Ch.4: Ethical and Social Responsibility In Marketing
Occurs when the charitable contributions of a firm are tied directly to the customer revenues produced through the promotion of one of its products.
The legal concept of “let the buyer beware” that was pervasive in the American business culture prior to the 1960s
code of ethics
A formal statement of ethical principles and rules of conduct.
Consumer Bill of Rights
A law that codified the ethics of exchange between buyers and sellers, including he rights to safety, to be informed, to choose and to be heard.
The clandestine collection of trade secrets or proprietary information about a company;s competitors.
The moral principles and values that govern the actions and decisions of an individual or group.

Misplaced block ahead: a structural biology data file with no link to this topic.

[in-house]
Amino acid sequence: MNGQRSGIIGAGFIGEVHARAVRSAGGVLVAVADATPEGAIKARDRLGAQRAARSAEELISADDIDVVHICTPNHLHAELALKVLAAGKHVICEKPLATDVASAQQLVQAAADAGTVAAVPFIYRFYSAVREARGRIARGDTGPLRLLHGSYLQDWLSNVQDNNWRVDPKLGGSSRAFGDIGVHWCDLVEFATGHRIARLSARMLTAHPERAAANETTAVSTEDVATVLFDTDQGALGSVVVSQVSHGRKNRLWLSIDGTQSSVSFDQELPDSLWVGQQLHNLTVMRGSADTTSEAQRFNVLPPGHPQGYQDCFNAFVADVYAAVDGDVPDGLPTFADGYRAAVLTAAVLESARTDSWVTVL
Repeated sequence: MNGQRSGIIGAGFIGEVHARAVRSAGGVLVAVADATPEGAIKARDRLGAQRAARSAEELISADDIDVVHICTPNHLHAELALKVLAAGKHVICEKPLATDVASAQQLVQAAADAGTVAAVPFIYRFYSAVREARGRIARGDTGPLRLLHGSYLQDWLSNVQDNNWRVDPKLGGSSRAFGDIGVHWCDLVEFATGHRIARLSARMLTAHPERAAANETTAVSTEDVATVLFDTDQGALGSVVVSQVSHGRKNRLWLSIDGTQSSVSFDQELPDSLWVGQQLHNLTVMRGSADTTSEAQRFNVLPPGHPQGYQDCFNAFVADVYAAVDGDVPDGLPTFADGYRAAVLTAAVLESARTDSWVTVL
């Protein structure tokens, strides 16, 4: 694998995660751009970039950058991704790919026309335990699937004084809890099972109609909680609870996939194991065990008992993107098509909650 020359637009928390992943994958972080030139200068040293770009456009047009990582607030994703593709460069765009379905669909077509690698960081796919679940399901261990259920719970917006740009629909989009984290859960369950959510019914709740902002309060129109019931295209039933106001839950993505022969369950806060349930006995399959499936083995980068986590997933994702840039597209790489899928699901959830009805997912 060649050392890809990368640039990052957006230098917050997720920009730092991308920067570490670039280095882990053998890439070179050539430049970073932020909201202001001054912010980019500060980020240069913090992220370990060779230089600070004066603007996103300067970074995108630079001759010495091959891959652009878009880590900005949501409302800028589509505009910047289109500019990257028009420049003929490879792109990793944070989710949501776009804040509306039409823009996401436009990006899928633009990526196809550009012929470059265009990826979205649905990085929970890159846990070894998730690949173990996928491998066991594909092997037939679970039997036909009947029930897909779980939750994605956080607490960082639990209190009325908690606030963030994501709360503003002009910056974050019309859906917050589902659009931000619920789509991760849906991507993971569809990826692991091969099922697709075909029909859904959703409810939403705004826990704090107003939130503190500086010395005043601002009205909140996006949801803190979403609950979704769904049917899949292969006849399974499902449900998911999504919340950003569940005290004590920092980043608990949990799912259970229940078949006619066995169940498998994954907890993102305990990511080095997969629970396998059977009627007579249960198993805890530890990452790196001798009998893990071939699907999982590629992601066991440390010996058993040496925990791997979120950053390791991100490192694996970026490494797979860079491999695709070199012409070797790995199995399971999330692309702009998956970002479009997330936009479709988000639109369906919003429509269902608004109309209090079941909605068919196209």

Marketing efforts to produce, promote, and reclaim environmentally sensitive products.
Society’s values and standards that are enforceable in the courts.
A personal moral philosophy that considers certain individual rights or duties as universal, regardless of the outcome.
A systematic assessment of a firm’s objectives, strategies, and performance in terms of social responsibility.
The idea that organizations are part of a larger society and are accountable to that society for their actions.
Conducting business in a way that protects the natural environment while making economic progress.
The recognition of the need for organizations to improve the state of people, the planet, and profit simultaneously if they are to achieve sustainable, long-term growth.
A personal moral philosophy that focuses on “the greatest good for the greatest number” by assessing the costs and benefits of the consequences of ethical behavior.
Employees who report unethical or illegal actions of their employers.